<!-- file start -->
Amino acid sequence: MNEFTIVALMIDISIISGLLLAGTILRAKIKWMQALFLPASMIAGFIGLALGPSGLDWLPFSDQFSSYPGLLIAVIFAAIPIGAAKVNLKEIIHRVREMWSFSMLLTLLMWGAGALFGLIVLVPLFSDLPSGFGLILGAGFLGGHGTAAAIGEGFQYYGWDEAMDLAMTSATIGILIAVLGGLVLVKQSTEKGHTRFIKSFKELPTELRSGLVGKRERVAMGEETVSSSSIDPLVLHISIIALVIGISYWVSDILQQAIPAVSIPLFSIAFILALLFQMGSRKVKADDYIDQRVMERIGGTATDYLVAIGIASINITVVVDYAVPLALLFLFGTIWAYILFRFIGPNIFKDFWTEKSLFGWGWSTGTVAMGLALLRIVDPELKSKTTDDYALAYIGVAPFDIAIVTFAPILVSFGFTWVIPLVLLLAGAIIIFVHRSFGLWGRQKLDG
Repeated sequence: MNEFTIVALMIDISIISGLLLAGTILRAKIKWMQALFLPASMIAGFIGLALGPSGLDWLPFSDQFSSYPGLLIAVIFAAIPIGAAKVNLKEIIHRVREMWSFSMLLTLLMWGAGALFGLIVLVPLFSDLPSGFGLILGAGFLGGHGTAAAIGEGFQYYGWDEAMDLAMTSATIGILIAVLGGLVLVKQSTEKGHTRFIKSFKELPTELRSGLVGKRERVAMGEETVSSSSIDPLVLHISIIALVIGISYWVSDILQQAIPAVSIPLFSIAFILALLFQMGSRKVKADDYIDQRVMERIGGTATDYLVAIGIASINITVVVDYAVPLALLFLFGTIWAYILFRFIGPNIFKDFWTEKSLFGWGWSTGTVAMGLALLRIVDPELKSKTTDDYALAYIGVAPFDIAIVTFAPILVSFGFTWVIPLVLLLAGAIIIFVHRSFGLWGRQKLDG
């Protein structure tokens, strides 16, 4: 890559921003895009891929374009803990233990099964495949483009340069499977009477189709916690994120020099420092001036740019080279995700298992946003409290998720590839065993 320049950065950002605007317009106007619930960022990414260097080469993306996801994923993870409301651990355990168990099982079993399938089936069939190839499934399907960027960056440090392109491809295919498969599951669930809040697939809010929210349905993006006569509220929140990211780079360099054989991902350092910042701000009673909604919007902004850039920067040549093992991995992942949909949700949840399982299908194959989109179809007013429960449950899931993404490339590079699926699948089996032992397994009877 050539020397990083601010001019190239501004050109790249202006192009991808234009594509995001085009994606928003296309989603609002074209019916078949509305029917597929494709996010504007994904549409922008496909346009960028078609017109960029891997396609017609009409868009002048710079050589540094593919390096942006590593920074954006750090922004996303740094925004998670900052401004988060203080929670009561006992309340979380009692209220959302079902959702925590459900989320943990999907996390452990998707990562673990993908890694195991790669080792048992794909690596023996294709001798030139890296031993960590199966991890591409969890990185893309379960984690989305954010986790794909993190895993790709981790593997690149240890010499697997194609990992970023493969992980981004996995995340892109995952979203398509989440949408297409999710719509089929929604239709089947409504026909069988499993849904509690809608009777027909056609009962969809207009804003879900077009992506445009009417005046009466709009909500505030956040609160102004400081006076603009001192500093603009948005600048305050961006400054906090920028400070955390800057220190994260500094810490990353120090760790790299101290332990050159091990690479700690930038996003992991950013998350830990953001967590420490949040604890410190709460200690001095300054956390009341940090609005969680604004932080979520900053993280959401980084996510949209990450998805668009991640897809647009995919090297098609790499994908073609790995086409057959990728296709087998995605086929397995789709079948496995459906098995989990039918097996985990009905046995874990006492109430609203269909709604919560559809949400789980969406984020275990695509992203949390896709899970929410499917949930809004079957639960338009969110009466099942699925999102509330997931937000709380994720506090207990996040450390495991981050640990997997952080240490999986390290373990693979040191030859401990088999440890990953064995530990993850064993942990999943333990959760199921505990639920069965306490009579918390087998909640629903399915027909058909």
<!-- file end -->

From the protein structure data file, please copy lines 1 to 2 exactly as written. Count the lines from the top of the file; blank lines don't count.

Amino acid sequence: MNEFTIVALMIDISIISGLLLAGTILRAKIKWMQALFLPASMIAGFIGLALGPSGLDWLPFSDQFSSYPGLLIAVIFAAIPIGAAKVNLKEIIHRVREMWSFSMLLTLLMWGAGALFGLIVLVPLFSDLPSGFGLILGAGFLGGHGTAAAIGEGFQYYGWDEAMDLAMTSATIGILIAVLGGLVLVKQSTEKGHTRFIKSFKELPTELRSGLVGKRERVAMGEETVSSSSIDPLVLHISIIALVIGISYWVSDILQQAIPAVSIPLFSIAFILALLFQMGSRKVKADDYIDQRVMERIGGTATDYLVAIGIASINITVVVDYAVPLALLFLFGTIWAYILFRFIGPNIFKDFWTEKSLFGWGWSTGTVAMGLALLRIVDPELKSKTTDDYALAYIGVAPFDIAIVTFAPILVSFGFTWVIPLVLLLAGAIIIFVHRSFGLWGRQKLDG
Repeated sequence: MNEFTIVALMIDISIISGLLLAGTILRAKIKWMQALFLPASMIAGFIGLALGPSGLDWLPFSDQFSSYPGLLIAVIFAAIPIGAAKVNLKEIIHRVREMWSFSMLLTLLMWGAGALFGLIVLVPLFSDLPSGFGLILGAGFLGGHGTAAAIGEGFQYYGWDEAMDLAMTSATIGILIAVLGGLVLVKQSTEKGHTRFIKSFKELPTELRSGLVGKRERVAMGEETVSSSSIDPLVLHISIIALVIGISYWVSDILQQAIPAVSIPLFSIAFILALLFQMGSRKVKADDYIDQRVMERIGGTATDYLVAIGIASINITVVVDYAVPLALLFLFGTIWAYILFRFIGPNIFKDFWTEKSLFGWGWSTGTVAMGLALLRIVDPELKSKTTDDYALAYIGVAPFDIAIVTFAPILVSFGFTWVIPLVLLLAGAIIIFVHRSFGLWGRQKLDG